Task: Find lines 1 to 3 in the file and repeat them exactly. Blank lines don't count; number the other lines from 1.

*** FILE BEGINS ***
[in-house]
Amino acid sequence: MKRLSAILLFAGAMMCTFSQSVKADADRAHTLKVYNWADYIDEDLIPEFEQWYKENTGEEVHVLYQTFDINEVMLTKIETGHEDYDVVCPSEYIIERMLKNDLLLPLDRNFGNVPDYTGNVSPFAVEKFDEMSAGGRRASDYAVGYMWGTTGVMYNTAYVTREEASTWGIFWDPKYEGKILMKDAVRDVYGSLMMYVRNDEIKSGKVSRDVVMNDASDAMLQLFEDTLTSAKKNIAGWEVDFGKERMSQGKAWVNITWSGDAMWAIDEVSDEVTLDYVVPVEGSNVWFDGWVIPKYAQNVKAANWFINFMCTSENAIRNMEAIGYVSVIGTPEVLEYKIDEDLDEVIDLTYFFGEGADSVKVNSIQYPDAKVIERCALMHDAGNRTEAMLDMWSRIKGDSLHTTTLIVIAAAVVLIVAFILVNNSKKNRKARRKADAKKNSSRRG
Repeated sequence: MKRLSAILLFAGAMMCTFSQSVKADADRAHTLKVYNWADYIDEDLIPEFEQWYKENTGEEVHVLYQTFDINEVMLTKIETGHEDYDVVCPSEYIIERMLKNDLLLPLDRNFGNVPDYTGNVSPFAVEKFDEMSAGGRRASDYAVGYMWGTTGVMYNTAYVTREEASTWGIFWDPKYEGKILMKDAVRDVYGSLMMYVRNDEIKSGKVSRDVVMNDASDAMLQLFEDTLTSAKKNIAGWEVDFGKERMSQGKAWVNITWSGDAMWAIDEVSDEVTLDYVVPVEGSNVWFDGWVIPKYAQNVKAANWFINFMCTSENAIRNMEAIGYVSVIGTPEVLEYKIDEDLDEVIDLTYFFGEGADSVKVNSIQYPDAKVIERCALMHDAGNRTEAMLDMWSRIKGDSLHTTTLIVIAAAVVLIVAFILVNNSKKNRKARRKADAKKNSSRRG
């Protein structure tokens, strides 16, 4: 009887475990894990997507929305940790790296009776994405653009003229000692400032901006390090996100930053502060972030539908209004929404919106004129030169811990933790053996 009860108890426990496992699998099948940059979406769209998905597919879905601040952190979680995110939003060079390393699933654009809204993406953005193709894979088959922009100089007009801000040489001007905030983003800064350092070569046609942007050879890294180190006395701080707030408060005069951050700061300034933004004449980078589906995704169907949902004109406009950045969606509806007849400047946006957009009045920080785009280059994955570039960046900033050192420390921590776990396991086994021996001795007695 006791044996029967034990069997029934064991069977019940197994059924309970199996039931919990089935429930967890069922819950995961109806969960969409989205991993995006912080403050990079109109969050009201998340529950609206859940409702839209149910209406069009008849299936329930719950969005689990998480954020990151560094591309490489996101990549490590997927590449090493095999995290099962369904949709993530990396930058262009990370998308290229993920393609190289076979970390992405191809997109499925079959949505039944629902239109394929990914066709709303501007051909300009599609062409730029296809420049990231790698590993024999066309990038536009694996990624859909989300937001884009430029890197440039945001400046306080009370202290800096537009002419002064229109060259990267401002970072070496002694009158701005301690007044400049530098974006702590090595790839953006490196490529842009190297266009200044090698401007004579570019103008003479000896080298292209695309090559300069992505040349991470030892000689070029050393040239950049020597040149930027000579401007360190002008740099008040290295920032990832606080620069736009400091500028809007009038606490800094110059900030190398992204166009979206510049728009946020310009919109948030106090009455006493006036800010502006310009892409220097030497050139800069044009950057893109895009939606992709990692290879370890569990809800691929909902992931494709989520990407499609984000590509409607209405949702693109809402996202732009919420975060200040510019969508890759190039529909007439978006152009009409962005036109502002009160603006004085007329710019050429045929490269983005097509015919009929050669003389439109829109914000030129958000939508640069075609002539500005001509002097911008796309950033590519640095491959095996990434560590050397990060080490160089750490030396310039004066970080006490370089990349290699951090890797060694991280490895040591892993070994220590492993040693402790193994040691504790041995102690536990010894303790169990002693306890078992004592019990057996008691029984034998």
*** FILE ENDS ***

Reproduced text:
[in-house]
Amino acid sequence: MKRLSAILLFAGAMMCTFSQSVKADADRAHTLKVYNWADYIDEDLIPEFEQWYKENTGEEVHVLYQTFDINEVMLTKIETGHEDYDVVCPSEYIIERMLKNDLLLPLDRNFGNVPDYTGNVSPFAVEKFDEMSAGGRRASDYAVGYMWGTTGVMYNTAYVTREEASTWGIFWDPKYEGKILMKDAVRDVYGSLMMYVRNDEIKSGKVSRDVVMNDASDAMLQLFEDTLTSAKKNIAGWEVDFGKERMSQGKAWVNITWSGDAMWAIDEVSDEVTLDYVVPVEGSNVWFDGWVIPKYAQNVKAANWFINFMCTSENAIRNMEAIGYVSVIGTPEVLEYKIDEDLDEVIDLTYFFGEGADSVKVNSIQYPDAKVIERCALMHDAGNRTEAMLDMWSRIKGDSLHTTTLIVIAAAVVLIVAFILVNNSKKNRKARRKADAKKNSSRRG
Repeated sequence: MKRLSAILLFAGAMMCTFSQSVKADADRAHTLKVYNWADYIDEDLIPEFEQWYKENTGEEVHVLYQTFDINEVMLTKIETGHEDYDVVCPSEYIIERMLKNDLLLPLDRNFGNVPDYTGNVSPFAVEKFDEMSAGGRRASDYAVGYMWGTTGVMYNTAYVTREEASTWGIFWDPKYEGKILMKDAVRDVYGSLMMYVRNDEIKSGKVSRDVVMNDASDAMLQLFEDTLTSAKKNIAGWEVDFGKERMSQGKAWVNITWSGDAMWAIDEVSDEVTLDYVVPVEGSNVWFDGWVIPKYAQNVKAANWFINFMCTSENAIRNMEAIGYVSVIGTPEVLEYKIDEDLDEVIDLTYFFGEGADSVKVNSIQYPDAKVIERCALMHDAGNRTEAMLDMWSRIKGDSLHTTTLIVIAAAVVLIVAFILVNNSKKNRKARRKADAKKNSSRRG